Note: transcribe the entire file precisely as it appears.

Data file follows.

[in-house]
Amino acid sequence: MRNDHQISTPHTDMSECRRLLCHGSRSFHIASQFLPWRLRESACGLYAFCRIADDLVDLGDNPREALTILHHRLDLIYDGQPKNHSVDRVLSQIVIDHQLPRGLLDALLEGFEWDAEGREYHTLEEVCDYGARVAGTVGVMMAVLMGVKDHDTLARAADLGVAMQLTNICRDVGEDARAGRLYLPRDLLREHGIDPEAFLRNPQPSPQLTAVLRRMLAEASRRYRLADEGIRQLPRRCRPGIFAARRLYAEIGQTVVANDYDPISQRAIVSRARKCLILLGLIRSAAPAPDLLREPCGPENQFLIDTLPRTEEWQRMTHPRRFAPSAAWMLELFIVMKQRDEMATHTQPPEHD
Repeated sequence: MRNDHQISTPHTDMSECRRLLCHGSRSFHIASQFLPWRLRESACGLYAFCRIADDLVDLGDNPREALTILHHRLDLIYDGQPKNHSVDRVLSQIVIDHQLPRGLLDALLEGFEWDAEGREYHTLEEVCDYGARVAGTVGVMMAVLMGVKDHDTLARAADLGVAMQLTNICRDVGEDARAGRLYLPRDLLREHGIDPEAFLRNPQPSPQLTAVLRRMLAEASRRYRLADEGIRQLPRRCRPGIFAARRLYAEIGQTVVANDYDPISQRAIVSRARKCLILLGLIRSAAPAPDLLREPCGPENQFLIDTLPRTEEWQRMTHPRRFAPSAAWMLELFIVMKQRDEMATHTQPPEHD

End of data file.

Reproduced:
[in-house]
Amino acid sequence: MRNDHQISTPHTDMSECRRLLCHGSRSFHIASQFLPWRLRESACGLYAFCRIADDLVDLGDNPREALTILHHRLDLIYDGQPKNHSVDRVLSQIVIDHQLPRGLLDALLEGFEWDAEGREYHTLEEVCDYGARVAGTVGVMMAVLMGVKDHDTLARAADLGVAMQLTNICRDVGEDARAGRLYLPRDLLREHGIDPEAFLRNPQPSPQLTAVLRRMLAEASRRYRLADEGIRQLPRRCRPGIFAARRLYAEIGQTVVANDYDPISQRAIVSRARKCLILLGLIRSAAPAPDLLREPCGPENQFLIDTLPRTEEWQRMTHPRRFAPSAAWMLELFIVMKQRDEMATHTQPPEHD
Repeated sequence: MRNDHQISTPHTDMSECRRLLCHGSRSFHIASQFLPWRLRESACGLYAFCRIADDLVDLGDNPREALTILHHRLDLIYDGQPKNHSVDRVLSQIVIDHQLPRGLLDALLEGFEWDAEGREYHTLEEVCDYGARVAGTVGVMMAVLMGVKDHDTLARAADLGVAMQLTNICRDVGEDARAGRLYLPRDLLREHGIDPEAFLRNPQPSPQLTAVLRRMLAEASRRYRLADEGIRQLPRRCRPGIFAARRLYAEIGQTVVANDYDPISQRAIVSRARKCLILLGLIRSAAPAPDLLREPCGPENQFLIDTLPRTEEWQRMTHPRRFAPSAAWMLELFIVMKQRDEMATHTQPPEHD